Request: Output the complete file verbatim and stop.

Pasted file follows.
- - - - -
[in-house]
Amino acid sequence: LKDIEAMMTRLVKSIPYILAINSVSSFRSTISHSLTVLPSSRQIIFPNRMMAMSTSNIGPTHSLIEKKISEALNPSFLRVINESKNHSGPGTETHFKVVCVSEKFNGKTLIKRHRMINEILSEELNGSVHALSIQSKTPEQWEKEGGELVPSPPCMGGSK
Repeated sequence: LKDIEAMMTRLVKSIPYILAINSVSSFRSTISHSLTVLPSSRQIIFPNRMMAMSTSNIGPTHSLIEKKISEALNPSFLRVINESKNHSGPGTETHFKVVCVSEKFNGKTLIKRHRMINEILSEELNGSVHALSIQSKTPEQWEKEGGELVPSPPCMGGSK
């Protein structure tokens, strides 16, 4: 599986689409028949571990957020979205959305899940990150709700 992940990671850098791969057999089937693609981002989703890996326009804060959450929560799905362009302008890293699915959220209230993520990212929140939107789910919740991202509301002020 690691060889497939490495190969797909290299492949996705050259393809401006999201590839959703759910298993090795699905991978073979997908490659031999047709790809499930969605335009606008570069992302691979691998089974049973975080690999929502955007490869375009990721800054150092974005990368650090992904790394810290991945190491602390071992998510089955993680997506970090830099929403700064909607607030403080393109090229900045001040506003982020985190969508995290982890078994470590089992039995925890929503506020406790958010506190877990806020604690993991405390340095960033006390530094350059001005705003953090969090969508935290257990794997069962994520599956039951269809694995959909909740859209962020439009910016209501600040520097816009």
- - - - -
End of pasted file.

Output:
[in-house]
Amino acid sequence: LKDIEAMMTRLVKSIPYILAINSVSSFRSTISHSLTVLPSSRQIIFPNRMMAMSTSNIGPTHSLIEKKISEALNPSFLRVINESKNHSGPGTETHFKVVCVSEKFNGKTLIKRHRMINEILSEELNGSVHALSIQSKTPEQWEKEGGELVPSPPCMGGSK
Repeated sequence: LKDIEAMMTRLVKSIPYILAINSVSSFRSTISHSLTVLPSSRQIIFPNRMMAMSTSNIGPTHSLIEKKISEALNPSFLRVINESKNHSGPGTETHFKVVCVSEKFNGKTLIKRHRMINEILSEELNGSVHALSIQSKTPEQWEKEGGELVPSPPCMGGSK
């Protein structure tokens, strides 16, 4: 599986689409028949571990957020979205959305899940990150709700 992940990671850098791969057999089937693609981002989703890996326009804060959450929560799905362009302008890293699915959220209230993520990212929140939107789910919740991202509301002020 690691060889497939490495190969797909290299492949996705050259393809401006999201590839959703759910298993090795699905991978073979997908490659031999047709790809499930969605335009606008570069992302691979691998089974049973975080690999929502955007490869375009990721800054150092974005990368650090992904790394810290991945190491602390071992998510089955993680997506970090830099929403700064909607607030403080393109090229900045001040506003982020985190969508995290982890078994470590089992039995925890929503506020406790958010506190877990806020604690993991405390340095960033006390530094350059001005705003953090969090969508935290257990794997069962994520599956039951269809694995959909909740859209962020439009910016209501600040520097816009």